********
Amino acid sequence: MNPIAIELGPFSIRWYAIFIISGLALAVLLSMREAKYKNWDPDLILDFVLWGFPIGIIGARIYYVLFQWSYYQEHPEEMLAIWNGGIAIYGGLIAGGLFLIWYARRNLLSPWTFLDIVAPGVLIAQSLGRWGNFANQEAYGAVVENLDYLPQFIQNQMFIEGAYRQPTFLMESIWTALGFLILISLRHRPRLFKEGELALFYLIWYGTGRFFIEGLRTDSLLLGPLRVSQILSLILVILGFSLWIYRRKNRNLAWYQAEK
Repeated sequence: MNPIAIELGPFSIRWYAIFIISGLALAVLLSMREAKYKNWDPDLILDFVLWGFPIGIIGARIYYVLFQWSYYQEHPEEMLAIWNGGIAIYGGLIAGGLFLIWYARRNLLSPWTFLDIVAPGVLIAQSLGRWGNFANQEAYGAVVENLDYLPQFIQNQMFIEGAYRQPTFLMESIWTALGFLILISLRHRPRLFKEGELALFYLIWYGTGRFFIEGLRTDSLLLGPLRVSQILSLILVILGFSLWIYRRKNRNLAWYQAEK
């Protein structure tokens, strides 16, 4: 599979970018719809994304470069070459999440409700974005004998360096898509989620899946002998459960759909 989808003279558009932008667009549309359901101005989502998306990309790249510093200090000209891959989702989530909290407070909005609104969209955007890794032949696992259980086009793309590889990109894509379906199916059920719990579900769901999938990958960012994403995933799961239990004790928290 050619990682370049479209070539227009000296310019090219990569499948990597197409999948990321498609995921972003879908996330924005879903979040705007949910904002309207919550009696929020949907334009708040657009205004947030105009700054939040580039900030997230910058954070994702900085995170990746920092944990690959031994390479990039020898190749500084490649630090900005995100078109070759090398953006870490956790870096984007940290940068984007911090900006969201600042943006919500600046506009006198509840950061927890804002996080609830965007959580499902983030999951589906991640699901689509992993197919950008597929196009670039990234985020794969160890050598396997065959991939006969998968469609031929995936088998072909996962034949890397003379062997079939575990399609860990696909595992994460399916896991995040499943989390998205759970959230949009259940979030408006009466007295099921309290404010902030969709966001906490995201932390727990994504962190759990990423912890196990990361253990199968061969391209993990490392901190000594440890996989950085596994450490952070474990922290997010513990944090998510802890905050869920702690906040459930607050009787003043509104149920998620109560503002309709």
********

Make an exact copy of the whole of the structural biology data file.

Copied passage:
Amino acid sequence: MNPIAIELGPFSIRWYAIFIISGLALAVLLSMREAKYKNWDPDLILDFVLWGFPIGIIGARIYYVLFQWSYYQEHPEEMLAIWNGGIAIYGGLIAGGLFLIWYARRNLLSPWTFLDIVAPGVLIAQSLGRWGNFANQEAYGAVVENLDYLPQFIQNQMFIEGAYRQPTFLMESIWTALGFLILISLRHRPRLFKEGELALFYLIWYGTGRFFIEGLRTDSLLLGPLRVSQILSLILVILGFSLWIYRRKNRNLAWYQAEK
Repeated sequence: MNPIAIELGPFSIRWYAIFIISGLALAVLLSMREAKYKNWDPDLILDFVLWGFPIGIIGARIYYVLFQWSYYQEHPEEMLAIWNGGIAIYGGLIAGGLFLIWYARRNLLSPWTFLDIVAPGVLIAQSLGRWGNFANQEAYGAVVENLDYLPQFIQNQMFIEGAYRQPTFLMESIWTALGFLILISLRHRPRLFKEGELALFYLIWYGTGRFFIEGLRTDSLLLGPLRVSQILSLILVILGFSLWIYRRKNRNLAWYQAEK
């Protein structure tokens, strides 16, 4: 599979970018719809994304470069070459999440409700974005004998360096898509989620899946002998459960759909 989808003279558009932008667009549309359901101005989502998306990309790249510093200090000209891959989702989530909290407070909005609104969209955007890794032949696992259980086009793309590889990109894509379906199916059920719990579900769901999938990958960012994403995933799961239990004790928290 050619990682370049479209070539227009000296310019090219990569499948990597197409999948990321498609995921972003879908996330924005879903979040705007949910904002309207919550009696929020949907334009708040657009205004947030105009700054939040580039900030997230910058954070994702900085995170990746920092944990690959031994390479990039020898190749500084490649630090900005995100078109070759090398953006870490956790870096984007940290940068984007911090900006969201600042943006919500600046506009006198509840950061927890804002996080609830965007959580499902983030999951589906991640699901689509992993197919950008597929196009670039990234985020794969160890050598396997065959991939006969998968469609031929995936088998072909996962034949890397003379062997079939575990399609860990696909595992994460399916896991995040499943989390998205759970959230949009259940979030408006009466007295099921309290404010902030969709966001906490995201932390727990994504962190759990990423912890196990990361253990199968061969391209993990490392901190000594440890996989950085596994450490952070474990922290997010513990944090998510802890905050869920702690906040459930607050009787003043509104149920998620109560503002309709």